‘It appears that these allegations were not taken seriously,’ says chief commissioner David Arnot

Guy Quenneville – CBC News

Posted: October 31, 2019
Last Updated: October 31, 2019

In addition to an ongoing human rights complaint filed against him, two other co-workers of former Mendel Art Gallery and Remai Modern CEO Gregory Burke made allegations dating back years that he had harassed them, according to documents recently filed in court.

Now, Saskatchewan’s chief human rights commissioner is criticizing how those two earlier investigations — which did not substantiate the complaints — were handled.

“It appears that these allegations were not taken seriously,” David Arnot, the chief commissioner for the Saskatchewan Human Rights Commission, wrote in a recent letter to the lawyers representing Burke and the art gallery in the current complaint against him.

The investigations will now be reviewed under the commission’s expanded probe into the human rights complaint and whether Burke had a pattern of discriminating against female co-workers, Arnot said.

‘Not wholly independent’

According to an Aug. 12 letter from Arnot — attached to an affidavit filed Tuesday by Burke in Saskatoon Court of Queen’s Bench — the art gallery board hired an investigator to look into two harassment complaints made against Burke by two female Mendel colleagues. (Mendel Art Gallery eventually became Remai Modern.)

These complaints are separate from the one filed with the human rights commission, which alleges that Burke discriminated against a female colleague “on the basis of sex [gender] and sexual harassment.”

Burke has denied the allegations in the human rights complaint.

One of the internal complainants alleged Burke behaved in a sexist way and that he undermined and intimidated female colleagues, especially those in leadership roles, according to Arnot’s letter.

“The February 10, 2015 and April 4, 2016 workplace harassment investigations … interviewed limited witnesses and reviewed limited documents,” Arnot wrote.

While the investigator spoke to the complainants, no female witnesses were interviewed, nor was the overall workplace assessed, Arnot added.

“The [investigations] are not wholly independent because they were carried out by an investigator retained and presumably compensated by the board,” he said.

Arnot said the investigations offered no explanation for why Burke’s version of events on certain issues was preferred.

“The reports provide no explanation, other than lack of corroboration, for concluding that certain complaints are unsubstantiated,” according to Arnot’s letter. “On these points, the investigator could have easily reached the opposite conclusion.”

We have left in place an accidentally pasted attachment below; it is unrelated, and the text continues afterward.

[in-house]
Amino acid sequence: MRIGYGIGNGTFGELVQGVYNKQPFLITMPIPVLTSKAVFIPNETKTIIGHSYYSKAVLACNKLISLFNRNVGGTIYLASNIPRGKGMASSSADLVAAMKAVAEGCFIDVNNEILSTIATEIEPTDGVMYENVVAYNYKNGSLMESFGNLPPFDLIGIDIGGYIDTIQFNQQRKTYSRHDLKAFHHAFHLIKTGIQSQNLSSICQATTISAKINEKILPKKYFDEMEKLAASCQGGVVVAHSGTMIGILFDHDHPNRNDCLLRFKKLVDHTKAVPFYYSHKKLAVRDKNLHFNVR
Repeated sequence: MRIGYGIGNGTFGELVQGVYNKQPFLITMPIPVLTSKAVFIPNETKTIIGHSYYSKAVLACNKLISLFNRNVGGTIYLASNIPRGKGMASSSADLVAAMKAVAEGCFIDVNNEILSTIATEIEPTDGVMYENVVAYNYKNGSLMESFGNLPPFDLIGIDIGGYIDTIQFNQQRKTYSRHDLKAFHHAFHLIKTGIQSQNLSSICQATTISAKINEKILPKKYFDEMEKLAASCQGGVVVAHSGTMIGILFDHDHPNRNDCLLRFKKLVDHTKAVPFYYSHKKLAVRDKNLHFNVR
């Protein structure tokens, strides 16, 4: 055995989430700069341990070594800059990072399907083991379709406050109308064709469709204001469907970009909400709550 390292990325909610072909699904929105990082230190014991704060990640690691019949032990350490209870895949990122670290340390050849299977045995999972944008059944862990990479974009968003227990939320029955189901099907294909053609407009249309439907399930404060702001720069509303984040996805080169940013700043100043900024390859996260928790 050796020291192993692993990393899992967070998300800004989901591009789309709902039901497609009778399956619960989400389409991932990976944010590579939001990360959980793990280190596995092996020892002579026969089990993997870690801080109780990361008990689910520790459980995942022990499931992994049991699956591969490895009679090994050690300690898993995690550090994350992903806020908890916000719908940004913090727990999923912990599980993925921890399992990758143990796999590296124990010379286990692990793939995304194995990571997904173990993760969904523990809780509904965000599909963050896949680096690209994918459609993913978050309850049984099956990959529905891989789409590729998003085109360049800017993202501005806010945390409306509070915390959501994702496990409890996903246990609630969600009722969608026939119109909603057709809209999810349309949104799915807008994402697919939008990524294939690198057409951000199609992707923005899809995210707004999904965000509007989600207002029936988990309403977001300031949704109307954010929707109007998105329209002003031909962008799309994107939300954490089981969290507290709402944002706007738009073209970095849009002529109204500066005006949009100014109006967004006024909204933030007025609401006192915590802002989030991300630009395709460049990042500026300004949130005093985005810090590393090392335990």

Alain Gaucher, who served as the Mendel board’s chair at the time the investigations took place, declined to comment Thursday.

“The matter is before the court,” he said.

CBC News has contacted Burke’s lawyer, Jay Watson, for comment.

CBC News has also reached out for comment from Kevin Wilson, the lawyer representing the art gallery in the human rights complaints process.

Commission’s approach challenged

In the affidavit filed by Burke this week, Burke asks a judge to end the human rights investigation because the process has dragged on for too long. The human rights complaint was filed in October 2015.

Burke said the lingering taint of the unresolved complaint, and the accompanying press coverage, have ruined his reputation and made him unemployable.

Wilson, the lawyer for the gallery, has questioned the commission’s decision to focus on the other two complaints.

“Those complaints were investigated by an independent third party investigator and were determined not to be substantiated,” Wilson wrote in a 2018 letter to the commission.

Arnot, in his August letter to Wilson and Burke’s lawyer, Jay Watson, said “a thorough investigation in this case requires the commission to make numerous factual findings and to assess the very investigations raised by the respondents.”

“It appears that credibility will be key in assessing the veracity of the allegations of [harassment],” Arnot added.

Dissatisfaction with management style cited

Human rights investigations are generally kept under a tight lid for privacy reasons. But Tuesday’s public court filing contained several pieces of correspondence that provide some suggestion of the defence offered by Burke and the gallery.

“The respondents [Burke and Mendel/Remai] allege that Burke was responsible for implementing significant organizational change” as the Mendel Art Gallery transitioned into Remai Modern, according to a May 2017 Arnot letter.

That letter came in response to a request from Burke and the gallery to have the human rights complaint summarily dismissed.

“[The respondents] allege that the complainant expressed dissatisfaction with Burke’s management style and the operational decisions he made,” Arnot wrote.

According to Arnot’s more recent August 2019 letter, the investigator hired by the Mendel board labelled one of the complainant’s allegations against Burke as “hearsay” and “extrapolation.”

Arnot added that the individual complaints were considered in isolation “and do not consider the possibility of a pattern of subtle undermining behaviour on the basis of gender in the workplace.”

Arnot concluded that it is “not appropriate” to rely on the decisions reached in previous reports.

“The commission has a duty to complete a thorough, professional, and neutral investigation,” he said.


Originally posted by the CBC News on 10/31/2019.